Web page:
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Do-It-Yourself Stone Counters

Softer and highly polishable, soapstone can be an excellent choice for a stone counter

Photo by: Michael Pekovich Photo by: Michael Pekovich

When my wife and I decided to remodel our kitchen, I planned to do most of the work but intended to leave the stone countertops to the pros. Then I came across soapstone, which can be worked with ordinary woodworking tools.

Soapstone is heavy. A 30-in. by 84-in. slab weighs over 300 lb., so fabrication is a two-person job. I decided to avoid a $250 delivery fee by fetching the soapstone from the warehouse in my pickup truck. The staff there recommended against laying the slabs flat in the truck bed, so I made a simple plywood A-frame rack and strapped the slabs to it for the two-hour drive home.

Cutting and shaping the stone was easy, but messy. Be sure to wear a respirator mask. A diamond masonry blade in my old circular saw handled all the straight cuts but produced clouds of dust. Smoothing minor chipout and scoring along the sawn edge went quickly with 120-grit sandpaper (which dulled just as quickly). I drilled holes with a carbide-tipped hole saw and cut curves with a carbide-grit, masonry-blade-equipped jigsaw. I used carbide bits to rout the edge and tinted epoxy to fill the seams.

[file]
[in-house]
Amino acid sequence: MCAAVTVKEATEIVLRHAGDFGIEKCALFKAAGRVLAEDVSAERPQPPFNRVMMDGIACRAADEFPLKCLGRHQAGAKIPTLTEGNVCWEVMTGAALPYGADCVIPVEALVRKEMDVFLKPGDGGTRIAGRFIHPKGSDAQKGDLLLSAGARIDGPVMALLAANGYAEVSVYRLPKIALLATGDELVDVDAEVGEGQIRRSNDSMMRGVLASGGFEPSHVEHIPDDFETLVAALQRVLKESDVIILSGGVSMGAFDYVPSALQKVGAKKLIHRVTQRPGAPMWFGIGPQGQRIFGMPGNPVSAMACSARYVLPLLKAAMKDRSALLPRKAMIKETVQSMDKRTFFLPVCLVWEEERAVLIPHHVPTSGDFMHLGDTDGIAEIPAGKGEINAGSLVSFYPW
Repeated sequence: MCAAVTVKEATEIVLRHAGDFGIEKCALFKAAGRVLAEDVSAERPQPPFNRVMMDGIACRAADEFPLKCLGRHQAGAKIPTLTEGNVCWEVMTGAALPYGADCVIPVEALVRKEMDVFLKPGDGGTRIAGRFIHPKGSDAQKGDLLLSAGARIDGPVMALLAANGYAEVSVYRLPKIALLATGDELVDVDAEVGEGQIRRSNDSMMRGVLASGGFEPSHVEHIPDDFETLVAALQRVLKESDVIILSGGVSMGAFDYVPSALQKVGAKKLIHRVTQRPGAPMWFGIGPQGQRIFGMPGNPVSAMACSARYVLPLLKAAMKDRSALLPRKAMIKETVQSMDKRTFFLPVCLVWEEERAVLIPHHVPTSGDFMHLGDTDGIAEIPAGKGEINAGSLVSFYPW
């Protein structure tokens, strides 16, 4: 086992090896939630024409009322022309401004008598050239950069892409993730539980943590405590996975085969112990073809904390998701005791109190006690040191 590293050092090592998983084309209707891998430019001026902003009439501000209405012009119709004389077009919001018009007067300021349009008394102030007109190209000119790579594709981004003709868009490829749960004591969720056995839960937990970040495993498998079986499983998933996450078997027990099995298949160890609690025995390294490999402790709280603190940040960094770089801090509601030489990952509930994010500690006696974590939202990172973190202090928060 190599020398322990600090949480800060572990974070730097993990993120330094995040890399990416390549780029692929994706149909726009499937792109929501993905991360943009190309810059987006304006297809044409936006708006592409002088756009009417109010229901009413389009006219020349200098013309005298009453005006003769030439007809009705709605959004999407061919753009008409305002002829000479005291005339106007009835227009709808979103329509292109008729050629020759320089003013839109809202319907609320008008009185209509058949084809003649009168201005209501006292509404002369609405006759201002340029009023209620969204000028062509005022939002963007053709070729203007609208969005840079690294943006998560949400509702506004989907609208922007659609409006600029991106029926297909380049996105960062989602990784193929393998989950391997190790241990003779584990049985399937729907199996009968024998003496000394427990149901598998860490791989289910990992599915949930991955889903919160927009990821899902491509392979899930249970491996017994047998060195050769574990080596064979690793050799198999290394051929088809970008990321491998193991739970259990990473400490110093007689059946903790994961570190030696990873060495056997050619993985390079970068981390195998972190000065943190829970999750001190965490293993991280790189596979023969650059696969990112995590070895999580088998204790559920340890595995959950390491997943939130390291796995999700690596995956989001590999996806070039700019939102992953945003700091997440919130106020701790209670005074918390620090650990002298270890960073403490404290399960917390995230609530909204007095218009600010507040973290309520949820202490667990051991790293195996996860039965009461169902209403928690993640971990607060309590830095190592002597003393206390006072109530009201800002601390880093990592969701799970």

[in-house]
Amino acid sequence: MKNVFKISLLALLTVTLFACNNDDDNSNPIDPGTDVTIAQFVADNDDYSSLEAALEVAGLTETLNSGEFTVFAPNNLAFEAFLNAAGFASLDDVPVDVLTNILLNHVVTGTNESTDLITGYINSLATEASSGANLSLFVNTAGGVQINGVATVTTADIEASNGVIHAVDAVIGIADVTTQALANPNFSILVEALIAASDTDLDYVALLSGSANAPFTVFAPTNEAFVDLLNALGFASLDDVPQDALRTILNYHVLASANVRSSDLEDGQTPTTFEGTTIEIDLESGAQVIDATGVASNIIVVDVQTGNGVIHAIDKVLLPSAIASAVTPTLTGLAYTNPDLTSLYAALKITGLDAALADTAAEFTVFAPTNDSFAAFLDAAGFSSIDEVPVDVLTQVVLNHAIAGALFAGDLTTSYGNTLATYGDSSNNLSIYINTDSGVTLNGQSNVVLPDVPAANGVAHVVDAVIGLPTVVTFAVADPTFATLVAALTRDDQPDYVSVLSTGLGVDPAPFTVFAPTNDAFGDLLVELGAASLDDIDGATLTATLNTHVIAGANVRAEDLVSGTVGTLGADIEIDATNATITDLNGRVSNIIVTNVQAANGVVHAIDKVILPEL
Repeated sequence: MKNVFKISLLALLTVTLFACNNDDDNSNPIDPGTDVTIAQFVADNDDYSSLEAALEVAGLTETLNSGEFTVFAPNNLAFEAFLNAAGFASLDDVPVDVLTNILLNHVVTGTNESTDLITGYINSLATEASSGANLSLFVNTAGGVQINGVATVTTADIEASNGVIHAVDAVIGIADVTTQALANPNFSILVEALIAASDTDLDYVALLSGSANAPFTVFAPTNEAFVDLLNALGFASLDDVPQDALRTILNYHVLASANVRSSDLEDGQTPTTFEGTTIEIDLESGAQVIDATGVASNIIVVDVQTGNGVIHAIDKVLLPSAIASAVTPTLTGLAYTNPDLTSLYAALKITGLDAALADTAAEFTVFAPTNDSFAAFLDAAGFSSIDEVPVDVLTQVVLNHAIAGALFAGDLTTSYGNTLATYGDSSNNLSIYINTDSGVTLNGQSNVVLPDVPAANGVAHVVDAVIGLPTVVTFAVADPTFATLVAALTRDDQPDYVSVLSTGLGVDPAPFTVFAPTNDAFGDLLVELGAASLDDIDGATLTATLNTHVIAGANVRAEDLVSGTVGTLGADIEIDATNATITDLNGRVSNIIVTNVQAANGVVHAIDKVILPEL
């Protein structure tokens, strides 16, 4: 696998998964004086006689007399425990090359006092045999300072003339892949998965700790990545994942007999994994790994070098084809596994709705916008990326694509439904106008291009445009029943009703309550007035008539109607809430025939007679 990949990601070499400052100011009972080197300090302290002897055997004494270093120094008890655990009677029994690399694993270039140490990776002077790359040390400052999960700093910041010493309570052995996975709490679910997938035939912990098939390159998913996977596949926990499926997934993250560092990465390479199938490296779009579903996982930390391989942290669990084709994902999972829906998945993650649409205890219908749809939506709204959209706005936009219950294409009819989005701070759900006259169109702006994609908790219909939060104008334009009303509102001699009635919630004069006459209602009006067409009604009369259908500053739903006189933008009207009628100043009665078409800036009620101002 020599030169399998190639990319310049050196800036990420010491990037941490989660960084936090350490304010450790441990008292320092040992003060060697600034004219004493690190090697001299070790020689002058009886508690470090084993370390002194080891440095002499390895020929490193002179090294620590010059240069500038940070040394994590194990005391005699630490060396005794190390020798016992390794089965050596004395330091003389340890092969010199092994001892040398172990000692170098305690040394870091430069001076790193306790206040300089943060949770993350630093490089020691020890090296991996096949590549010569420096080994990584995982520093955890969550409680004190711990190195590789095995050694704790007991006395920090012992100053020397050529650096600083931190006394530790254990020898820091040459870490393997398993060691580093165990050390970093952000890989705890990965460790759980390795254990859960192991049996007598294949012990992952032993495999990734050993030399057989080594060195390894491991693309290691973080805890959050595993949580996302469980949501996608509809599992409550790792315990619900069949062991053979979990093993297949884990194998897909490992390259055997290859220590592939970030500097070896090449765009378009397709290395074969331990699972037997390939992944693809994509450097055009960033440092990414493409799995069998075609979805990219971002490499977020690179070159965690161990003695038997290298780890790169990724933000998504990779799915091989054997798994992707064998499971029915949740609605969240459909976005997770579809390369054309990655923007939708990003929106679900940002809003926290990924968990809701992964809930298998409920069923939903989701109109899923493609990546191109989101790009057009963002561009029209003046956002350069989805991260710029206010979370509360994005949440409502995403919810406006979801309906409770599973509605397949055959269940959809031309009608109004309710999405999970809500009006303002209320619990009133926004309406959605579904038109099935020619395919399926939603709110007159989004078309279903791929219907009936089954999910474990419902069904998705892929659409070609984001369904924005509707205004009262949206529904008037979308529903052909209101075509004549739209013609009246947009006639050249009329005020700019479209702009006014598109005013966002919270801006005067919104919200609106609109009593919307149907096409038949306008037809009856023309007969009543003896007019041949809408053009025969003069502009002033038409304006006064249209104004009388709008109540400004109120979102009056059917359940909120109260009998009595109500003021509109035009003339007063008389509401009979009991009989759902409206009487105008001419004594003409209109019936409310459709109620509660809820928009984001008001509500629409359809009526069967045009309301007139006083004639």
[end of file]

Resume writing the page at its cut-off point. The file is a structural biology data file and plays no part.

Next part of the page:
Soapstone is softer than granite and can be polished to a higher gloss than marble. It is also much less porous than both, so it doesn’t need to be sealed to prevent stains. Most soapstone is grayish with white mineral streaks and a slightly textured surface. It develops a darker patina with use; applications of mineral oil can give it a rich black look. I didn’t care for the greasy feel of mineral oil, so I used boiled linseed oil (www.triedandtruewoodfinish.com), which dries hard. Our counters still look great a year later.

For more information, visit www.soapstones.com.

Photos by: Krysta S. Doerfler, except where noted
From Fine Homebuilding191 (Kitchens & Baths) , pp. 114